My Grandma’s Apple Crumble

The recipe for this crumble is a modernised version of my grandma’s crumble recipe. Crumble is one of my absolute favourite puddings and it always brings back memories of Sunday lunches at my grandparents’ house. Grandma’s crumble became slightly infamous when she served it for the first meal my dad had at my grandparent’s house. Granny had forgotten to add any sugar to the home grown plums in the dish and my dad, desperate to make a good first impression, had to pretend the horribly sour crumble was delicious. Since then, crumble has become a family favourite but still remains the butt of many jokes.

I like to give my apple crumble a little extra flavour by adding oats to the crumble mixture and adding spices and lemon zest to the fruit. A crumble is very versatile pudding as you can always add extra flavours like chopped nuts or spices to the crumble. You can also vary the pudding by choosing different fruit and different combinations of fruits, like apples, pears, plums or berries, according to what ever you fancy and whatever is in season.

Ingredients

1 large Bramley cooking apple
4 eating apples
3 tablespoons soft brown sugar
grated zest of half a lemon
half teaspoon of ginger
half teaspoon of cinnamon
quarter teaspoon of nutmeg
quarter teaspoon of allspice or ground cloves
300g or 11 oz self raising flour
175g or 6 oz margarine
175g or 6 oz granulated sugar
30g or 1 oz oats

Method 

Preheat the oven to 170°C (fan oven)/ 180°C/ Gas Mark 4

To prepare the apples, you need to peel them and cut the Bramley apple into quarters and the eating apples into eighths. To prevent the apples from turning brown if you’re peeling the apples in advance, you need to keep them in some acidulated water, which is just cold water with a squirt of lemon juice. Our neighbour John gave us a whole load of Bramley apples last summer which we peeled, quartered and froze, so I thawed some of these and used all Bramley apples for my crumble.

Once you have apples prepared, toss them in a small pan with the sugar, lemon zest, spices and a tablespoon of water. Simmer this mixture gently, stirring regularly, for about five minutes or until the apples are just tender. Once cooked, remove from the heat and place the apples into the dish which you’re making the crumble in. As I was using thawed apples in my crumble, I found I had a lot extra liquid in the pan once I had cooked the apples, so I just tipped the apples into the dish and simmered the liquid on a higher heat until it had reduced to a caramel like consistency and then poured this over the apples. You need to allow the apples to cool before topping with the crumble.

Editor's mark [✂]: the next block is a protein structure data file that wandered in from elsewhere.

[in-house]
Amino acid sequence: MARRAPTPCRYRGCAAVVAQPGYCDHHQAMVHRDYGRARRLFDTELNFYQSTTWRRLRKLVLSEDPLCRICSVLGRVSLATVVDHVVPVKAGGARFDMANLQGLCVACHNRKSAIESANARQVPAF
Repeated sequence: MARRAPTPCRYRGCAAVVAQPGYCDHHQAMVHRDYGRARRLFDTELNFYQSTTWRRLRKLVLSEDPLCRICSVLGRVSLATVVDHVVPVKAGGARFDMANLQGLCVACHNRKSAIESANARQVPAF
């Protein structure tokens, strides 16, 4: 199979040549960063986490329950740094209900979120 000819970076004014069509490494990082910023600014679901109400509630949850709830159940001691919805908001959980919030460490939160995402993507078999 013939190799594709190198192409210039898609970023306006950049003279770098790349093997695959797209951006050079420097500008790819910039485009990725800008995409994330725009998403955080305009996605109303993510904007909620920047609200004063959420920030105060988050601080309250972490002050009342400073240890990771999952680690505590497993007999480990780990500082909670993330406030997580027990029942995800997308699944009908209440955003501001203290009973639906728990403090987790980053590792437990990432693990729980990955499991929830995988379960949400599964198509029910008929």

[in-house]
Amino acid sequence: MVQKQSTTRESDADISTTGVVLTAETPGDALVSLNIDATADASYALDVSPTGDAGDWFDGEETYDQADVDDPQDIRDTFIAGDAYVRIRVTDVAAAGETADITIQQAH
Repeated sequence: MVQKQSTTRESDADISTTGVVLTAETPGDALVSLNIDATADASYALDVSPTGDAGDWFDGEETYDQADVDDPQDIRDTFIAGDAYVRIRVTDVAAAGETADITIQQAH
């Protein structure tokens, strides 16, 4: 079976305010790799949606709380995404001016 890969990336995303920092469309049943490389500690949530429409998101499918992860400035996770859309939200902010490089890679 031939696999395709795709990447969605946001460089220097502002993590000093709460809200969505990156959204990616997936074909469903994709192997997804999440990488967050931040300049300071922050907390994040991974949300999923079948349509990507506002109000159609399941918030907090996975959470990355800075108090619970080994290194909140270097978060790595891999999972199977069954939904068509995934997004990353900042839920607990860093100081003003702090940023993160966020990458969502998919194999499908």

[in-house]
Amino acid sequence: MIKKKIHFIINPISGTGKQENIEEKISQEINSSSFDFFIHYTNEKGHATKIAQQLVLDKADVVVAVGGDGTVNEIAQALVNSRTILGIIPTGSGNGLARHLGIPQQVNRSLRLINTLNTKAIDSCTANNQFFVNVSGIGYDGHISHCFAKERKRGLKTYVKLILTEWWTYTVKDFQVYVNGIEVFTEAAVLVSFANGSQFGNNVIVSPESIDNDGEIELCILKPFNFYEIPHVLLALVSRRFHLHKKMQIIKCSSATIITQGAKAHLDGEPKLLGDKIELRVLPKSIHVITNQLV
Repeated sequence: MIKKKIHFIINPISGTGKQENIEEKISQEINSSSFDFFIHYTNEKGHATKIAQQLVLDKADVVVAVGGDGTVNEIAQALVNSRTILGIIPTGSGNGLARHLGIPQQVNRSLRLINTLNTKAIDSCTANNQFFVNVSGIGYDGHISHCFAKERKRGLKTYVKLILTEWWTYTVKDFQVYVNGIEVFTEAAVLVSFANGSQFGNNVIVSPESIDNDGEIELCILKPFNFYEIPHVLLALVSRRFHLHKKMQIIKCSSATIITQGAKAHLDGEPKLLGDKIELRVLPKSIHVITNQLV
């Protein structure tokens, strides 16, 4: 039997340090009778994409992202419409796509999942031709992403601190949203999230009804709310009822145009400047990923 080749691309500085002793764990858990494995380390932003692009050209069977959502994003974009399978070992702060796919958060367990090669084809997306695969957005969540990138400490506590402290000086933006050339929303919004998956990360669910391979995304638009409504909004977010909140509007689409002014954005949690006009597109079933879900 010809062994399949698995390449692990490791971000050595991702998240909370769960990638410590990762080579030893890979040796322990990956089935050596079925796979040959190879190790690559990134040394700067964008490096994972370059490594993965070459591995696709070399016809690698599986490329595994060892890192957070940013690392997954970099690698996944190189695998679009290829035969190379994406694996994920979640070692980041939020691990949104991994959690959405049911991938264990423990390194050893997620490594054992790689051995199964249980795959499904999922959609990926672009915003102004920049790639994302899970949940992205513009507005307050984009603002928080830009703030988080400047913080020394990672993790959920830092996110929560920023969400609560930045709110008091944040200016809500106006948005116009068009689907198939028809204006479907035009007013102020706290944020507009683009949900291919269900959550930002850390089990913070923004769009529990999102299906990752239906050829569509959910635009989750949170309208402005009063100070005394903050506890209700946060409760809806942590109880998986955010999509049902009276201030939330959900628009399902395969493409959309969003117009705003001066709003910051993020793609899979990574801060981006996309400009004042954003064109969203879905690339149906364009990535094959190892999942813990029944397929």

For the crumble, rub together the flour and margarine using your finger tips. You need really cold butter which is cut into small cubes to make this easier and you need to rub until the mixture resembles breadcrumbs. I always favour getting my hands dirty when baking, but if you prefer to use a food processer then feel free to. Mix the sugar and oats into the butter and flour and sprinkle this over the cooked, cooled apples. The crumble is fine to be left at this stage so you can get the crumble ready in advance and then just bake it when you need it.

Bake the crumble in the oven for around half an hour or until the crumble topping is crisp and lightly golden. Serve with custard or cream, and if you’re using plums, don’t forget to add the sugar!

Comments
4 Responses to “My Grandma’s Apple Crumble”
  1. LearnToBake says:

    My favourite kind of recipes are the one’s that are passed down from one generation to the next. Thanks so much for sharing! I’ll give this one a try!

  2. Kaitlyn says:

    Crumbles are the best! And I agree, completely synonymous with comfort & family.

  3. This looks epic and i actually want crumble, like, right now!! lol

  4. Corina says:

    Crumble is one of my favourite puddings too. I love apple and cinnamon with demerera sugar sprinkled on top and lots and lots of custard.

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